In the Government’s eyes, performing these disciplines are as important as delivering the product.
If you find yourself needing to build an internal capability, or provide short-term crossover support, we can help.
ClientView assists our clients by bringing a wide range of capabilities to your organization, allowing you to be compliant in areas that you don’t have internal capabilities. With staff members that have previously held high-level roles in the Government and industry, we can bring our in-house resources and our network of partner organizations to your team, adding whatever additional capabilities that you require to win. We can also help you build internal capability in new areas, transitioning our expertise to your staff once the new capabilities are in place and operational.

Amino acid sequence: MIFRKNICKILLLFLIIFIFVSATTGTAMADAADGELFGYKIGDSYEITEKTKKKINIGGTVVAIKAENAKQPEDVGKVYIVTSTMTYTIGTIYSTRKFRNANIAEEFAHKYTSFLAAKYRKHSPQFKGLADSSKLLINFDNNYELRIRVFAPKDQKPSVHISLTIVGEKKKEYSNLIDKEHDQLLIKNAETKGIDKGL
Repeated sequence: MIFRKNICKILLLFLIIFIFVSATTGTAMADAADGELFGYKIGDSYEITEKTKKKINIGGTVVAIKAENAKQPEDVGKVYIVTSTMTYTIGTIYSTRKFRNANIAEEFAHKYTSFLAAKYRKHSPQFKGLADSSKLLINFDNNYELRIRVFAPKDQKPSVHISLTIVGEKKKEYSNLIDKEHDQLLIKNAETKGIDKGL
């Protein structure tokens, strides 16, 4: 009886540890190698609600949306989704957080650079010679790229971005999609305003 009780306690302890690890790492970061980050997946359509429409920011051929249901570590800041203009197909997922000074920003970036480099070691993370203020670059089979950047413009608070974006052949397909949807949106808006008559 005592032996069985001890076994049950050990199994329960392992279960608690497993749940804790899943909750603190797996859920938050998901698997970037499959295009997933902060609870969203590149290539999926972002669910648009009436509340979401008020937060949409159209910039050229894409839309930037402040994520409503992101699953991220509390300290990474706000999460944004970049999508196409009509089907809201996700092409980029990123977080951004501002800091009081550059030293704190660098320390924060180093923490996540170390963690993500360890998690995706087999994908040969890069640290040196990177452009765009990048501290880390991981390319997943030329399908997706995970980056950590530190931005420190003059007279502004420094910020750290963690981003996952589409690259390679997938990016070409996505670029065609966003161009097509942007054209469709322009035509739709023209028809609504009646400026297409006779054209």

Many of us who grew up with Dr. Seuss will recall this line from ‘Horton Hatches the Egg’ and know that we need to be careful when making promises. The simplest childhood lessons still apply in adulthood – including when you submit a proposal seeking a federal contract or grant. Continue reading ““I Meant What I Said and I Said What I Meant. An Elephant’s Faithful One-Hundred Percent!”” »
Part 2 – Planning Your Slides
Last November we blogged about CV’s approach to oral proposal development – how our Plan, Organize, Practice process makes your presentations POP. In this blog, we expand upon the Plan phase.
Typically, your PowerPoint Slides serve as your oral proposal’s official record. So, it’s essential they convey your skills, capabilities, and understanding, and, most importantly –establish that your company is the superior choice for the bid. Continue reading “Oral Proposals: Presentations that POP” »
It is important to stand out. It is necessary to demonstrate your unique qualifications. It is vital to show that your company deserves the bid because you can supply something superior — something DIFFERENT than the rest. But, not so different that your proposal alienates its evaluators.